Comb Winter Beaches for Stunning Stones, Shells And More!


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Winter is a great time to wrap up warm and head to the beach for a spot of shell collecting. Stormy seas can throw up more interesting seashells than the calm summer waters reveal, making it the perfect time to beach comb for fun, or to find some amazing materials for your next craft.

The best time to head to the beach to search for shells is at low tide. Check the tide times page for local high tides, then pack your wellingtons and your gloves (if you need them) and head to the shore. If the sea hasn’t thrown up much to capture your imagination, try wading in just a short distance and peer below the tide. This can often be an area that others have yet to look, and can be ripe for the picking with some beautiful specimens waiting to be found.

Seashells on shore

If you’re heading to a popular beach – and there are many even in the winter months – it can also be a good idea to head out in the morning. Again, browse the tide times of your target beach to make sure you hit it at the right time. Getting there early will give you the best chance of exploring the fresh pickings that the sea has thrown up that day. The beauty of beach combing, whether for shells or other treasures, is that every day is different. In fact, you could return twice a day and still find a completely new area to explore.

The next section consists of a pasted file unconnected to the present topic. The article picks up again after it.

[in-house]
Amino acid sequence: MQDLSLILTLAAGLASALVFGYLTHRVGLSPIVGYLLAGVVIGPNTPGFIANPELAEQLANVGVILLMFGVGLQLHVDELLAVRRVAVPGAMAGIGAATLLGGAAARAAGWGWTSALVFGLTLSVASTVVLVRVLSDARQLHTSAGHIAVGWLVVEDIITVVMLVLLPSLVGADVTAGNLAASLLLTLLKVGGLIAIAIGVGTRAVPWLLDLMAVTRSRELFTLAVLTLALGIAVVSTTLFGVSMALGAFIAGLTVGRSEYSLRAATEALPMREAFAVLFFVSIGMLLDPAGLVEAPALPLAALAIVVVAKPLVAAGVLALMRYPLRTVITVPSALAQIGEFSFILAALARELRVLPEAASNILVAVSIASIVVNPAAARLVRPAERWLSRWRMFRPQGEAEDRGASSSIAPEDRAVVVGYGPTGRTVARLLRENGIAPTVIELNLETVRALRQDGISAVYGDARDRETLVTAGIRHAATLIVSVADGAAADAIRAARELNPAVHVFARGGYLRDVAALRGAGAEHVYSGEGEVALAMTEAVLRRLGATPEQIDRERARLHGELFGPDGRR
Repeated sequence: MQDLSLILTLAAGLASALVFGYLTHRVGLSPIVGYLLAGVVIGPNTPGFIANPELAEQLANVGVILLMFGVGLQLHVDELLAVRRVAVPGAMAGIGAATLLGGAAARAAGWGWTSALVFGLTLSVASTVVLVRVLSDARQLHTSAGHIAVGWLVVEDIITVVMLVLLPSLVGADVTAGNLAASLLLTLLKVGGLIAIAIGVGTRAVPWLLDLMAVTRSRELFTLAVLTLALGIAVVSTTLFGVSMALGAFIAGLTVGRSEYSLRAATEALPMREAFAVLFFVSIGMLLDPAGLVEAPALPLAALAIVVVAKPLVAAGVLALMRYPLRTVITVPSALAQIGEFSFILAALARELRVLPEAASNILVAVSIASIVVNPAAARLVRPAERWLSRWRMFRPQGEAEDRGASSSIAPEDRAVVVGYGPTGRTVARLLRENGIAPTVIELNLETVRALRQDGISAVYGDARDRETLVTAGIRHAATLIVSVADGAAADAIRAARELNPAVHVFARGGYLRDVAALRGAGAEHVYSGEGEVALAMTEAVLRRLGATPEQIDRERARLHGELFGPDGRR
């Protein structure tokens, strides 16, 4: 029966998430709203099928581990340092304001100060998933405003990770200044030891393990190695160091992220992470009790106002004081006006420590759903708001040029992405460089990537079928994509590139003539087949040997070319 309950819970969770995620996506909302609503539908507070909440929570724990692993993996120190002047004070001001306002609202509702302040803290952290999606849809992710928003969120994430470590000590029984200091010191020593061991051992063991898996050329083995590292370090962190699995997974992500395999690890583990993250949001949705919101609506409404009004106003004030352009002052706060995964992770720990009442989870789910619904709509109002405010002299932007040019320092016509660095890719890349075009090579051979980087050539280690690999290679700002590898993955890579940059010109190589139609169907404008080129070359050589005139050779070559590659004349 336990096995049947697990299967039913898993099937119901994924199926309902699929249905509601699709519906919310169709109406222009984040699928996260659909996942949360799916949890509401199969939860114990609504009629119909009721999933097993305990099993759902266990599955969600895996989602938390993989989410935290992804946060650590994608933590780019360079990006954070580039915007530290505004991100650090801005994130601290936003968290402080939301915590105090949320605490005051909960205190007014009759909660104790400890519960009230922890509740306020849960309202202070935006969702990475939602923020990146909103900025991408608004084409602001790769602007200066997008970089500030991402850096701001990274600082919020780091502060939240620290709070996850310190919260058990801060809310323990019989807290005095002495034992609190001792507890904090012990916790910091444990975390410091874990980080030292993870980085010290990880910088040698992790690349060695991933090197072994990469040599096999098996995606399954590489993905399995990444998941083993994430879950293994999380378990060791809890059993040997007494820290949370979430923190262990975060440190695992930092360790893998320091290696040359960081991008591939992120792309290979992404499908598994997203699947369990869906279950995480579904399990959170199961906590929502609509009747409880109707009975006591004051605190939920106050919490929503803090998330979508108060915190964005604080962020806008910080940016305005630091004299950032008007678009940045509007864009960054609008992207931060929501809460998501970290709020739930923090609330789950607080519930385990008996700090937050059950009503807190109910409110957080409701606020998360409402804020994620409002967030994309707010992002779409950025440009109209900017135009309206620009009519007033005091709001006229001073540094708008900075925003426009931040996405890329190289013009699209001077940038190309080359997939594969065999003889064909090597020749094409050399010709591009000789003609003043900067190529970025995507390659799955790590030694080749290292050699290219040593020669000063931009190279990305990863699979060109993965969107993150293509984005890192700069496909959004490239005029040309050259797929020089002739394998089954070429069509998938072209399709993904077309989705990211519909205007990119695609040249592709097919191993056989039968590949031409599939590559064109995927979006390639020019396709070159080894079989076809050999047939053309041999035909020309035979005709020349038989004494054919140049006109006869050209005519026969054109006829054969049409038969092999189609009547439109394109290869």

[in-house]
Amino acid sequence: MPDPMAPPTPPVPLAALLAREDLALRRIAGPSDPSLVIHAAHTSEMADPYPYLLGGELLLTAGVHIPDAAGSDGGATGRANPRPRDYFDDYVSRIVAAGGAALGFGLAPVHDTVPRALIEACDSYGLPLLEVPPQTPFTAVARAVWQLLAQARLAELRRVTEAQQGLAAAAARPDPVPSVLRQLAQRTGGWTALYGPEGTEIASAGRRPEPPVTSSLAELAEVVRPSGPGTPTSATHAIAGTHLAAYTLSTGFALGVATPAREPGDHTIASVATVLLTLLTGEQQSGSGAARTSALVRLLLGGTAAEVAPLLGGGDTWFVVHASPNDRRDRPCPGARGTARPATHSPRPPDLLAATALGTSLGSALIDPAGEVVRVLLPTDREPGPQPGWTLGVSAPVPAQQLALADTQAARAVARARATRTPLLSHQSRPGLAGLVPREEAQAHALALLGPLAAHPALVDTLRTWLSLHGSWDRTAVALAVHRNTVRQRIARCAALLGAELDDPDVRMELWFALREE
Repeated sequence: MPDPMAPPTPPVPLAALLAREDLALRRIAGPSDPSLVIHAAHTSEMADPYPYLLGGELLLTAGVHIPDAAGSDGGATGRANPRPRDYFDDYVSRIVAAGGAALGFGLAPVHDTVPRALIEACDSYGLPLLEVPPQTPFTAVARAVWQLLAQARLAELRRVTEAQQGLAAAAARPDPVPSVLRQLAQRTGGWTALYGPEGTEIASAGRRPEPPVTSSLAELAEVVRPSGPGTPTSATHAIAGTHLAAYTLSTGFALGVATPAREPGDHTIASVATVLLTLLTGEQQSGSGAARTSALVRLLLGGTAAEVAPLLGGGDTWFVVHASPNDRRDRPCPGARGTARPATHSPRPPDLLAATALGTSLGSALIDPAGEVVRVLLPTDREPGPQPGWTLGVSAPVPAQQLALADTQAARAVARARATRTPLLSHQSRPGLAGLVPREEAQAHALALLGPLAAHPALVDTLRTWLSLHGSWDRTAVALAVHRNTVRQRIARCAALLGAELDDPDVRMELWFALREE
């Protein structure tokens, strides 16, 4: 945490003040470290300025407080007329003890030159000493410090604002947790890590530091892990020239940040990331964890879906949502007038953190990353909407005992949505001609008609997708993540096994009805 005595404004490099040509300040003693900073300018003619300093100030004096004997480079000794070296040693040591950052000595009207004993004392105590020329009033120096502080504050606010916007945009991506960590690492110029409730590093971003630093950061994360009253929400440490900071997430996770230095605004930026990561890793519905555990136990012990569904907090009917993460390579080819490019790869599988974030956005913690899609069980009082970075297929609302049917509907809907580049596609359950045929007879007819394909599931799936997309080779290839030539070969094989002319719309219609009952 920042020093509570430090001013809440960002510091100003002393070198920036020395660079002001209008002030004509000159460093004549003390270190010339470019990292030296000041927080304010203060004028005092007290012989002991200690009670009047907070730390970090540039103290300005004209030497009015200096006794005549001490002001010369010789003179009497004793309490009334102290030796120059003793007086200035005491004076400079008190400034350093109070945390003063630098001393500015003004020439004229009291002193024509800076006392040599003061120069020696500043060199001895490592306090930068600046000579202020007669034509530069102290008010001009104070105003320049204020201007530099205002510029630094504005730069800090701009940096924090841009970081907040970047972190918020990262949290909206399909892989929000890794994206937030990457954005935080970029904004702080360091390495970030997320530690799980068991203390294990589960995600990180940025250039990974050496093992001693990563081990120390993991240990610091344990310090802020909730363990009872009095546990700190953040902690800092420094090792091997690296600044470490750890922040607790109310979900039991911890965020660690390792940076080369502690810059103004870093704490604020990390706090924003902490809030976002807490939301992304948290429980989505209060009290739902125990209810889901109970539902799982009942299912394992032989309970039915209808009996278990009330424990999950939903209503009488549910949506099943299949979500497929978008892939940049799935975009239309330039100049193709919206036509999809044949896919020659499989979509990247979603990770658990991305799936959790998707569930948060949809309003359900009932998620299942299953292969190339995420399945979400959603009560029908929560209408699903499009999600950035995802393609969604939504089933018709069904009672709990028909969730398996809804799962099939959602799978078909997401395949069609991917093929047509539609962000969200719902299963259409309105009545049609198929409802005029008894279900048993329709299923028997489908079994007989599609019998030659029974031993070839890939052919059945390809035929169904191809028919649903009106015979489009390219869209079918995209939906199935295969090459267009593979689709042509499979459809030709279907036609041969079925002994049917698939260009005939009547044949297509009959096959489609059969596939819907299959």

Children and adults alike love the adventure of a shell hunt, and with a multitude of other delights on offer, you never know what you’re going to find; beaches have a tendency to throw up all sorts of treasures including fossilised ammonites and rubies! There are plenty of online guides to help you identify what you find, and a multitude of inspiring ideas to help you transform your discoveries into gifts and keepsakes. One of the more common ideas is to create a memory jar. Pick up clear glass bowls and jars and fill them with sand and the shells, marking the finished item with the date and location of your discovery.

Beach and shoreline

Article first published in 2015 –
by Tidetimes

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